UV Spotlight on Northants County Cricket Team as sk:n clinics Checks the Cricketers for Skin Problems

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An envious job for many, cricketers follow the sun all year round, if not in the UK then abroad as well playing in long matches outdoors. With the job comes the tan but also the danger of more lasting sun damage too. So with cricketers spending so much time outside, protecting their skin is a vital part of their job. This is why the Professional Cricketers’ Association and sk:n clinic in Northampton teamed up to put the 20-strong squad under the UV spotlight to check them all for sun damage.

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We’re committed to ensuring that all UK County Cricket players receive these skin checks, a service which we also offer to former county players too, as a way to look after them and the health of their skin even in retirement.

Jack Brooks, a Northants player, just returned from Bangladesh and Sri Lanka playing for the England Lions, was the first to have his skin checked out – with a thorough face examination from sk:n therapist Sarah Hawkins.

Under UV light in a specialist machine, sun damage and irregular pigmentation was highlighted and then a dermatology expert then checked the players for any suspect moles or uneven pigmentation. It was well worth the time as Jack explains: “It was great to have the scan and it’s reassuring that we’re not doing too badly in protecting our skin. The team is quite strict about always applying sun screen, and those with more sensitive complexions apply the zinc cream too for added protection. Skin damage and skin cancer aren’t foremost in our minds when training or out on the field, so these scanning days are really good for focusing our attention back on skin health.”

Sarah Hawkins gives the roundup: “The scans showed up a little damage on the cheekbones, nose and forehead but this was to be expected because they’re the more bony parts of the face which is where light reflects the most. I saw a bit of localised pigmentation and age spots, and the older players showed more uneven skin tone, but none of the players have anything to worry about. They use sunscreen and I just encouraged them to apply it all year round and 30 minutes before playing outdoors.”

Dr Robert Burd, the sk:n dermatologist likewise praised the cricketers: “Reassuringly the team are aware of sun exposure and are taking active measures to prevent UV damage in the future and they’re a great example of how to look after themselves. They were really clued up.” He advises: “For those wanting to enjoy the sun, just remember a few key things. Wear protective clothing and hats, seek shade in the middle of the day and wear broad spectrum high factor sunscreen of SPF 30 or above.”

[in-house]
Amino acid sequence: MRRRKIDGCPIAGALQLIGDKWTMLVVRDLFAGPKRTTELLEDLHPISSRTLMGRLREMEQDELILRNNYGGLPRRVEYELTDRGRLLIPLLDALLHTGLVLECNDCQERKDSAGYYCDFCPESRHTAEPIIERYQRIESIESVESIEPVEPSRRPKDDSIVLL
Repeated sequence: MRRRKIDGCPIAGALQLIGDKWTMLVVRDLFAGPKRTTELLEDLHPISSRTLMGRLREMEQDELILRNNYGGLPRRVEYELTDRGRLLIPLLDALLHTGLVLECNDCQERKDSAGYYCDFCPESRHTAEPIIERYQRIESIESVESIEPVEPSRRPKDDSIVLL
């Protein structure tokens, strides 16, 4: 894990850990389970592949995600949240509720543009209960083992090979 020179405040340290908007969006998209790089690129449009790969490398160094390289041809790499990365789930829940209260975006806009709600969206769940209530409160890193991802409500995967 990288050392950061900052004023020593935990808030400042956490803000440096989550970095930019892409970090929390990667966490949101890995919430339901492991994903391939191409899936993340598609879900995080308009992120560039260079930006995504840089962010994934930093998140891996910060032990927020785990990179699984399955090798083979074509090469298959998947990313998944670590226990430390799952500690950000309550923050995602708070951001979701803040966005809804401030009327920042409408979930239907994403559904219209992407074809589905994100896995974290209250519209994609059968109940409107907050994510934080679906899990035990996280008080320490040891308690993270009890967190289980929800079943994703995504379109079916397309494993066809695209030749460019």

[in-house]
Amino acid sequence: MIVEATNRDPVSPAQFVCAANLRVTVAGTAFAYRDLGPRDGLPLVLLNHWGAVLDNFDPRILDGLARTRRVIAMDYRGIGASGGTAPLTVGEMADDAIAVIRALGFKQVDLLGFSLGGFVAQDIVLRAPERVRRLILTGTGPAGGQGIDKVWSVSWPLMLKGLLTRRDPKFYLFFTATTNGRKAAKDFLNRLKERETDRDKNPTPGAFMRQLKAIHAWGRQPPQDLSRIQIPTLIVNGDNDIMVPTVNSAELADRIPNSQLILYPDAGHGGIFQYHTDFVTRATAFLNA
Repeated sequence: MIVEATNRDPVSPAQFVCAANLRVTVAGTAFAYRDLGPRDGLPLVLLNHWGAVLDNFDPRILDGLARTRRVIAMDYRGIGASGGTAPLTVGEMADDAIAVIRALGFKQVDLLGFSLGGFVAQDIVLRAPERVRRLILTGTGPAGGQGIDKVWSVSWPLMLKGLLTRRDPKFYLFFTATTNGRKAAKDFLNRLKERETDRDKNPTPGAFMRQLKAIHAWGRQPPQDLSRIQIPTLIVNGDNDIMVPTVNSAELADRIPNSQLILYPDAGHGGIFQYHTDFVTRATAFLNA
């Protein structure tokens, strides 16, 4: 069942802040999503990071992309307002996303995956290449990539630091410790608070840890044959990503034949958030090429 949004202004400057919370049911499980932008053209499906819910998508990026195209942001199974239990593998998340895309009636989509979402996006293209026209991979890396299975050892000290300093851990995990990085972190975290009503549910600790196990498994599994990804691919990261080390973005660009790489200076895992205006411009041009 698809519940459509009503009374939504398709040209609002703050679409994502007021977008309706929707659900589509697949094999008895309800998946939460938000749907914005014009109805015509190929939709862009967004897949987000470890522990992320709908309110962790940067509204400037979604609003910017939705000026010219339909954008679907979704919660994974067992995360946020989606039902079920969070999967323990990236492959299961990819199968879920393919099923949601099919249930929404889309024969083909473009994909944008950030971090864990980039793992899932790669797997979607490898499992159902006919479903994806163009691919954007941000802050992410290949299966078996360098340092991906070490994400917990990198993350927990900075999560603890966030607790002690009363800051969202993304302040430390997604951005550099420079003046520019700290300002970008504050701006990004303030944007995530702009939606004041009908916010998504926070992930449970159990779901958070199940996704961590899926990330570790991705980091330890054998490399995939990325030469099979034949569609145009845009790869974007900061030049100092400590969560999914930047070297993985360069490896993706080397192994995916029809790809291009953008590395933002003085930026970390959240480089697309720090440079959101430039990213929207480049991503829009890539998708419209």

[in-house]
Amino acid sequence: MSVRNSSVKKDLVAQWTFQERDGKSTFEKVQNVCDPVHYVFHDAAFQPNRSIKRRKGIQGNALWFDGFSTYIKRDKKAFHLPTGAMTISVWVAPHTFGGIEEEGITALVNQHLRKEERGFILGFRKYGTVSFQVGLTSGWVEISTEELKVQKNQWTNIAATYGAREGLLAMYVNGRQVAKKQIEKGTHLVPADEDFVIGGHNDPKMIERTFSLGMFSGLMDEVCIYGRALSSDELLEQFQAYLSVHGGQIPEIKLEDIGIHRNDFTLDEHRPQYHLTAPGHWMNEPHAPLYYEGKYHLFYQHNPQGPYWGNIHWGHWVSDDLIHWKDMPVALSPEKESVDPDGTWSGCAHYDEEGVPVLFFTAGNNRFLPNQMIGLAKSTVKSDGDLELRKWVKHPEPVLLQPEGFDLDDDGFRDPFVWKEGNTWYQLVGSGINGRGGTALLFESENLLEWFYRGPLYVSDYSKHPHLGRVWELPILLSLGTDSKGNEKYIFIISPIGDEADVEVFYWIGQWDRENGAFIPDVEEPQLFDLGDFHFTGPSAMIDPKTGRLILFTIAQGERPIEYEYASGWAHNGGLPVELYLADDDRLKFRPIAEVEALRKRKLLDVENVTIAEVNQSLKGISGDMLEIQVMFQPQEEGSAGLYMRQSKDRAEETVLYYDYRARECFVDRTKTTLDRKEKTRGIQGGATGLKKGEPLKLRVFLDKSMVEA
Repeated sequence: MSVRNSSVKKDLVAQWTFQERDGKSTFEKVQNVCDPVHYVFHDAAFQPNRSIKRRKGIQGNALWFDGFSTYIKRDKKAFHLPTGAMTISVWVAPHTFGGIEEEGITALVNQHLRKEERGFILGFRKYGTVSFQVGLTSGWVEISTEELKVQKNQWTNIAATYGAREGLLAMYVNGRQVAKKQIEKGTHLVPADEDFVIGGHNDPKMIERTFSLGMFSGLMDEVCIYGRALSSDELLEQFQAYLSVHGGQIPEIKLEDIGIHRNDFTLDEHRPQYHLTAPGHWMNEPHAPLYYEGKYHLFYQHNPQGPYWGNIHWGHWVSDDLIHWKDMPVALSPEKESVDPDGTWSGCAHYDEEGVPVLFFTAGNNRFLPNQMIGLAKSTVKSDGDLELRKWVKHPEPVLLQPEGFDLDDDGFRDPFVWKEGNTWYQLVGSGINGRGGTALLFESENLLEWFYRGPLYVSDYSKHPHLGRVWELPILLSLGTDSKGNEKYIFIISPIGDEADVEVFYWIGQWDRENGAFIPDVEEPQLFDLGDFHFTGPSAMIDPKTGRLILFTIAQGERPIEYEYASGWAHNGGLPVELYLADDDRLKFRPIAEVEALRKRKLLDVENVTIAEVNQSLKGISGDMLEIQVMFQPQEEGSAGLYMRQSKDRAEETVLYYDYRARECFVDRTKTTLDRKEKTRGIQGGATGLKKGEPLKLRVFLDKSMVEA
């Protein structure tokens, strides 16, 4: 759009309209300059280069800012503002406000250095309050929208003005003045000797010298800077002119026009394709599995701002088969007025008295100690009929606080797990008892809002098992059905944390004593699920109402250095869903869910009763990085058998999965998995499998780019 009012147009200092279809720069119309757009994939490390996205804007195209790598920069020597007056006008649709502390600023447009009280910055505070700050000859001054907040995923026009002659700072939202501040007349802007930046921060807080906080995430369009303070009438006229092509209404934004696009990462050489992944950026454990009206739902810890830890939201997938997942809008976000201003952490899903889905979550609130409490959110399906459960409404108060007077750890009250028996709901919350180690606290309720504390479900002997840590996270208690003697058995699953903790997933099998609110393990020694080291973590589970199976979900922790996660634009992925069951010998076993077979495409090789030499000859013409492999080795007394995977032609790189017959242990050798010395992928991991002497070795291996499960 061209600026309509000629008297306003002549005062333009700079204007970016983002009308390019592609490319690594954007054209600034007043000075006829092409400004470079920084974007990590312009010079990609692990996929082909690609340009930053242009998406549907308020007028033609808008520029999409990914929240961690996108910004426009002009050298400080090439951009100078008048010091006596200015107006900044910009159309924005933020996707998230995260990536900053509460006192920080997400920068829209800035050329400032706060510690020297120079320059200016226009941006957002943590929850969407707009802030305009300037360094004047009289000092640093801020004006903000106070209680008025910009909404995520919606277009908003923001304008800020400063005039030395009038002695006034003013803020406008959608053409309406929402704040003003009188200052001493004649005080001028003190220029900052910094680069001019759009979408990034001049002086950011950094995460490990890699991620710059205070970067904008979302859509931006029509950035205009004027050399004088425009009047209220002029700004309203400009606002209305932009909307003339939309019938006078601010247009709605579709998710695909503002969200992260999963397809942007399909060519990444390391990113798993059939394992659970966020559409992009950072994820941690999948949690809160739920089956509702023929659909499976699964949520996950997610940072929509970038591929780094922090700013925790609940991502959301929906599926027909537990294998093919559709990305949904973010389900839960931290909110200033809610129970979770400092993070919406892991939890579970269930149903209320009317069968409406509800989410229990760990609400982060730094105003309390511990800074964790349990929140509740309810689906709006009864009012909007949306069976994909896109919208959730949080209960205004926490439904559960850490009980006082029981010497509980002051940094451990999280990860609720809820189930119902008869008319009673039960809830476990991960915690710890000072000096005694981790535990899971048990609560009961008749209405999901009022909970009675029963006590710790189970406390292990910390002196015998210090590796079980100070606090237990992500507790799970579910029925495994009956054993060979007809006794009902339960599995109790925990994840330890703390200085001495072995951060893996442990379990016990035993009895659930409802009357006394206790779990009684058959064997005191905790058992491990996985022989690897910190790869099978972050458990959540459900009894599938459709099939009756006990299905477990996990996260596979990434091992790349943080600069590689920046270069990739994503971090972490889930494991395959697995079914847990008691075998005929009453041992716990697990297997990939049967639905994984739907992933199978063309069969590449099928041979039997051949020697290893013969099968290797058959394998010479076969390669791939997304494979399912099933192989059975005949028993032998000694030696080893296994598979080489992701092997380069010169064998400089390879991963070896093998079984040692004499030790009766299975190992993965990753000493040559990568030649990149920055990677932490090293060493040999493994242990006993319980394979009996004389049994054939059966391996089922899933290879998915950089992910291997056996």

Group Medical Doctor of sk:n clinics, Askari Townshend comments, “Skin cancer is a serious issue and one that we are keen to raise awareness of, not only for the Northants team but for everyone involved in outdoor sports –players, umpires, local teams and supporters. Unless people get serious about their skin health and have these assessments, then the tell tale signs of sun damage can be missed. And it’s not just sports players who need to watch out. Everyone is at risk of sun damage – from holiday makers returning from their summer break to those who work or play outdoors.”

Jason Ratcliffe, Assistant Chief Executive of the Professional Cricketers Association explains: “We’re committed to ensuring that all UK County Cricket players receive these skin checks, a service which we also offer to former county players too, as a way to look after them and the health of their skin even in retirement. We are very pleased to be able to conduct these important scanning events each year and sk:n is a perfect partner with great expertise and technology.”

Skin cancer is a growing problem in the UK. Over 100,000 new cases are diagnosed each year, with 10,000 being melanoma, the deadliest form of the disease1. Most skin cancers are caused by long term exposure to the sun2 so those who spend much of their life outdoors are at greater risk of exposure to UV radiation. The good news however, is that in as many as four out of five cases, skin cancer is a preventable disease – these simple skin assessments can identify potential threats and allow early treatment.

sk:n is keen to encourage anyone who has spent long periods outdoors or on holiday exposed to the harmful rays of the sun, to visit their local sk:n clinic and book in for a free skin assessment or a mole check to help put their mind at rest about their skin health.

The scanning assessment consists of an in-depth chat with one of sk:n’s experts to ascertain skin type and skin care habits as well as a thorough assessment under a UV lamp to show existing sun damage and identify any other problem areas or changes to the skin. During the consultation, sk:n’s experts will offer advice on treatments and products available to help improve the skin’s condition and protect it from future damage. Those clients who show more concerning signs of sun damage or abnormalities are immediately referred to their local GP for further investigation.

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